• UPX - The executable packer. Creates compressed executables that are still launchable. Remember when we cared how much we could fit on a floppy? Cool stuff.
    • Flat real mode (a.k.a. Voodoo mode, Unreal mode) - A trick for accessing all 4GB of 32-bit address space without the overhead of Protected Mode (which used to really slow things down on the 386/486). Maybe not so relevant today, but definitely a cool trick. Notably used by... the Ultima 7 engine! (u7:pot_g)
    I know by now (in 2015), DOS development is considered very outdated. However, if you want to really learn how the machine and hardware works, there is simply no substitute. Coding in C and Assembly under DOS means doing your own lifting for almost everything except Disk I/O, and sometimes even then! You will be writing your own graphics drivers, your own keyboard drivers. You will be hooking the timer interrupt to schedule your own events. You will not be able to take anything for granted. The OS is there to load your program, after which it gets out of the way. You will learn the ins and outs of what is really going on under the hood. It is a very intense, very educational, and very rewarding environment to achieve things in, and I think a necessary step for becoming a truly great (and not just "good") programmer.

    An idea I have had off and on to keep all this relevant is similar to what GOG does with its old DOS games. One could code a game in DOS and distribute it as a DOSBOX install or Virtual Machine to keep it portable and relevant. A new DOS game, wouldn't that be cool?
     
  3. Elf

    Elf Immortal Staff Member

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    Updated the first post to include books on:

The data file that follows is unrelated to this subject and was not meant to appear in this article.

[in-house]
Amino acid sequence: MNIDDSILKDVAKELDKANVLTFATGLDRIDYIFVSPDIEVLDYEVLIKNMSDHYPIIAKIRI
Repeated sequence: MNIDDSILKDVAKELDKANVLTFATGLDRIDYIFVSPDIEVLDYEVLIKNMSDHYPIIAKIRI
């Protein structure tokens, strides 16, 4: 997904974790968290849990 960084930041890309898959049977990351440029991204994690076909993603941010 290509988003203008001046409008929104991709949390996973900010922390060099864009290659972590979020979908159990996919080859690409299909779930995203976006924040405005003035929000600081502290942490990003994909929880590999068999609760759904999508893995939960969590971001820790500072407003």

• UML 2.0
    • HTML 5 / CSS 3
    • JavaScript and jQuery
    These are books I have picked up recently to refresh before starting a larger web application project. The HTML/CSS/JavaScript books are good beginners (non-programmer) books, but also get you to the point of being able to do some fairly functional stuff. I have not finished them, but I am happy enough with them to make a recommendation.
     
  4. Elf

    Elf Immortal Staff Member

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    For those wanting to learn C# or C/C++ on a Windows platform, Microsoft has finally done something sensible and released Visual Studio Community Edition. Unlike the earlier Express Editions, it is feature equivalent to Visual Studio Professional and not hobbled.
     
  5. Elf

    Elf Immortal Staff Member

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  6. Bemoliph

    Bemoliph High Priest Staff Member

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    Some programming visualizations:
    • David Galles's Data Structure and Algorithm Visualizations - A lot of fully animated, interactive visualizations for various things. Especially awesome for the more complex trees like AVL and Red-Black Trees where stuff gets flip-flopped around. No sample data or explanations, though, so you'll have to supply your own numbers and find your own reads.
    • sorting-algorithms.com - Some common sorting algorithms with a couple different starting conditions and basic explanations, including pseudocode implementations. Run them all at once to see how they compare!
     
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  7. Bemoliph

    Bemoliph High Priest Staff Member

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    • WPF-Tutorial.com - An introduction to C# GUI stuff in many bite sized articles. Good to use with the previously recommended Griffiths C# book since its own WPF chapter is lacking.
     
  8. Bemoliph

    Bemoliph High Priest Staff Member

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    • RegexOne - An interactive tutorial on practical regular expressions right in the browser. It has 15 lessons with examples, 8 practice problems, and extra language-specific tutorials for C#, PHP, and Python.
     
  9. Bemoliph

    Bemoliph High Priest Staff Member

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    • The Big-O Cheat Sheet - Exactly what it says on the box. Color coded complexities for ease of comparison, and with links to Wikipedia as jumping off points.